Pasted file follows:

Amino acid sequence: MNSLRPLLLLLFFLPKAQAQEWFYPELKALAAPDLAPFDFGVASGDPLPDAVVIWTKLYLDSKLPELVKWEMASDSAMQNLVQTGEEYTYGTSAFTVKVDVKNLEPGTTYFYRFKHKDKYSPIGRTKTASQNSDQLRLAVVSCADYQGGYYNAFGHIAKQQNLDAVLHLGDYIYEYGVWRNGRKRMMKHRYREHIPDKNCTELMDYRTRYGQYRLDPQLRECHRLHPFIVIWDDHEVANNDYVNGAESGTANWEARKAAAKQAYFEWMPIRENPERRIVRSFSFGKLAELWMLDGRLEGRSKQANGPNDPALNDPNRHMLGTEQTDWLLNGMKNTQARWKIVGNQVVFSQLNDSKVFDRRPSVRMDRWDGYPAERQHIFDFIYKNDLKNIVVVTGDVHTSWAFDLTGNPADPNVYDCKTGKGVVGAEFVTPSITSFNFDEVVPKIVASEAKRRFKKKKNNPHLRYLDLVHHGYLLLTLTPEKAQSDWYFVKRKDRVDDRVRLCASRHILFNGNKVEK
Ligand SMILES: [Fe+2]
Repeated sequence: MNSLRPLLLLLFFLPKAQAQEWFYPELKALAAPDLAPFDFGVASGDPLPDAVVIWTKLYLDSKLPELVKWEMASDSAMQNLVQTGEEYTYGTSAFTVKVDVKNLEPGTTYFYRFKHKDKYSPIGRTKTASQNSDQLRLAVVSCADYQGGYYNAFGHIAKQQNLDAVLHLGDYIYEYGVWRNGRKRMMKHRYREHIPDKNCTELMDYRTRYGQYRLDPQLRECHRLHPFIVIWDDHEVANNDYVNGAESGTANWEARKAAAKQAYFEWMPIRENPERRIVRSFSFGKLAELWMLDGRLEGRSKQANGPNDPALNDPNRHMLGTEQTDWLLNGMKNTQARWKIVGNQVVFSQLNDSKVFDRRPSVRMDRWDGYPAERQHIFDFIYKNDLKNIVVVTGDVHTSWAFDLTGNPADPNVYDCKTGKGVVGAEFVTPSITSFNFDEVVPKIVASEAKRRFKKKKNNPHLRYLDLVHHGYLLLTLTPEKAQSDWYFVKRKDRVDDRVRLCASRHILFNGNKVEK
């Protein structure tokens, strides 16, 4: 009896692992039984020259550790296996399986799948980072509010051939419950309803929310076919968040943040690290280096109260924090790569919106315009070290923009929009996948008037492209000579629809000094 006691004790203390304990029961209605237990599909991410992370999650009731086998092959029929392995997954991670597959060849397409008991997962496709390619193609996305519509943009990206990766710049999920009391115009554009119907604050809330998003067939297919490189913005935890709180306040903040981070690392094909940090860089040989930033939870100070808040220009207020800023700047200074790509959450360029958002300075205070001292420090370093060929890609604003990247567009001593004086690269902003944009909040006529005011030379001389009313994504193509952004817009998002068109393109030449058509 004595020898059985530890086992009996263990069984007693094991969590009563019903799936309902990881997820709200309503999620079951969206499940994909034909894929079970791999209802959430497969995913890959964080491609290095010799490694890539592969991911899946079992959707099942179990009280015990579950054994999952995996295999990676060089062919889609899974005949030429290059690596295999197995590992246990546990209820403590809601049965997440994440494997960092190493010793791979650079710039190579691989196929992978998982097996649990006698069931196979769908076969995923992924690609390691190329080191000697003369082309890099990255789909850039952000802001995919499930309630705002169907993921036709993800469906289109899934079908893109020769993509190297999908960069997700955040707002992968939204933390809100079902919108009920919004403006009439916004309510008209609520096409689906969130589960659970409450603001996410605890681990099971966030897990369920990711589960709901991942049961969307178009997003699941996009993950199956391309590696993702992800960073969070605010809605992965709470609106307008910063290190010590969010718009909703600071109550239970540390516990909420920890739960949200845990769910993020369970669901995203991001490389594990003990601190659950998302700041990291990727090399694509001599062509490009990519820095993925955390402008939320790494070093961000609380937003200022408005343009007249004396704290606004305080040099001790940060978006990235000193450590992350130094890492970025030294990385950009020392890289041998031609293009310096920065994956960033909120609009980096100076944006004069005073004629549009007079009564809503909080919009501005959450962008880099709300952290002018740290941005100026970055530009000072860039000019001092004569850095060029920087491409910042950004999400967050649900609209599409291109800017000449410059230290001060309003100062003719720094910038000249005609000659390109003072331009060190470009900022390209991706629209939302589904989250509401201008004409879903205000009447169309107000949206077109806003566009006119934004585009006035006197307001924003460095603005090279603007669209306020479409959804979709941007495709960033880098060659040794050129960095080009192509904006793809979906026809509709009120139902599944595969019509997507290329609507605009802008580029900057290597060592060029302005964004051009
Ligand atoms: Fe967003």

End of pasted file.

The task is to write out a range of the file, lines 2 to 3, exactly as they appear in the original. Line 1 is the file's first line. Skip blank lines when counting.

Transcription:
Ligand SMILES: [Fe+2]
Repeated sequence: MNSLRPLLLLLFFLPKAQAQEWFYPELKALAAPDLAPFDFGVASGDPLPDAVVIWTKLYLDSKLPELVKWEMASDSAMQNLVQTGEEYTYGTSAFTVKVDVKNLEPGTTYFYRFKHKDKYSPIGRTKTASQNSDQLRLAVVSCADYQGGYYNAFGHIAKQQNLDAVLHLGDYIYEYGVWRNGRKRMMKHRYREHIPDKNCTELMDYRTRYGQYRLDPQLRECHRLHPFIVIWDDHEVANNDYVNGAESGTANWEARKAAAKQAYFEWMPIRENPERRIVRSFSFGKLAELWMLDGRLEGRSKQANGPNDPALNDPNRHMLGTEQTDWLLNGMKNTQARWKIVGNQVVFSQLNDSKVFDRRPSVRMDRWDGYPAERQHIFDFIYKNDLKNIVVVTGDVHTSWAFDLTGNPADPNVYDCKTGKGVVGAEFVTPSITSFNFDEVVPKIVASEAKRRFKKKKNNPHLRYLDLVHHGYLLLTLTPEKAQSDWYFVKRKDRVDDRVRLCASRHILFNGNKVEK